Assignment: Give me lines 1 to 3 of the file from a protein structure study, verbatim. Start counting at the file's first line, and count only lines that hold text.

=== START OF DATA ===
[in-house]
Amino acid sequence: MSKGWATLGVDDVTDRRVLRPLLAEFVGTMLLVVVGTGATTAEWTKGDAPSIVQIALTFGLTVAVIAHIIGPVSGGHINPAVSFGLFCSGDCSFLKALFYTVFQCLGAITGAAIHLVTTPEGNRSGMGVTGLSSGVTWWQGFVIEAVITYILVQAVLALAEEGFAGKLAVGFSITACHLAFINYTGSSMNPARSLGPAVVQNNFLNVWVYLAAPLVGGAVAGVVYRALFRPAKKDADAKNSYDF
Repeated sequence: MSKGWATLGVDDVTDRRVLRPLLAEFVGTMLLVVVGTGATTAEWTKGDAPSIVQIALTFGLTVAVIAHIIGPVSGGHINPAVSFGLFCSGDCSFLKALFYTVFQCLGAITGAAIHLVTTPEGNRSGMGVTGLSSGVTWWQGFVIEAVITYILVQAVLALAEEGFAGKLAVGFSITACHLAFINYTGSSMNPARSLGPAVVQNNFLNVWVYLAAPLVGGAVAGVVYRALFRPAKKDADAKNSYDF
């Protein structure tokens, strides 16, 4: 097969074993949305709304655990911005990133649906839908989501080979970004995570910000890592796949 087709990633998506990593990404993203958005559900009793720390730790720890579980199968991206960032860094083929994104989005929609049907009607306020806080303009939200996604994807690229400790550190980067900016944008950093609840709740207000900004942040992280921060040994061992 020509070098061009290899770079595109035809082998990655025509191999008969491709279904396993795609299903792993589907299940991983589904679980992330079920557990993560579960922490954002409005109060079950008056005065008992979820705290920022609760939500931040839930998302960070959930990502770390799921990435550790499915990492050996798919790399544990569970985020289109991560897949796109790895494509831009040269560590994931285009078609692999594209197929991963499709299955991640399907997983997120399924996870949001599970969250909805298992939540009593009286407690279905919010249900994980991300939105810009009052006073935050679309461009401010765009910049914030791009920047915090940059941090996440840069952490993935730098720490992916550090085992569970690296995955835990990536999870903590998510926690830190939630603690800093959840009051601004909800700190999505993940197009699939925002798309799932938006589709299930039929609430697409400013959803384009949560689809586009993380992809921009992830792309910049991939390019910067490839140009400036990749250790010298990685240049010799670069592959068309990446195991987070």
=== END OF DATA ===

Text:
[in-house]
Amino acid sequence: MSKGWATLGVDDVTDRRVLRPLLAEFVGTMLLVVVGTGATTAEWTKGDAPSIVQIALTFGLTVAVIAHIIGPVSGGHINPAVSFGLFCSGDCSFLKALFYTVFQCLGAITGAAIHLVTTPEGNRSGMGVTGLSSGVTWWQGFVIEAVITYILVQAVLALAEEGFAGKLAVGFSITACHLAFINYTGSSMNPARSLGPAVVQNNFLNVWVYLAAPLVGGAVAGVVYRALFRPAKKDADAKNSYDF
Repeated sequence: MSKGWATLGVDDVTDRRVLRPLLAEFVGTMLLVVVGTGATTAEWTKGDAPSIVQIALTFGLTVAVIAHIIGPVSGGHINPAVSFGLFCSGDCSFLKALFYTVFQCLGAITGAAIHLVTTPEGNRSGMGVTGLSSGVTWWQGFVIEAVITYILVQAVLALAEEGFAGKLAVGFSITACHLAFINYTGSSMNPARSLGPAVVQNNFLNVWVYLAAPLVGGAVAGVVYRALFRPAKKDADAKNSYDF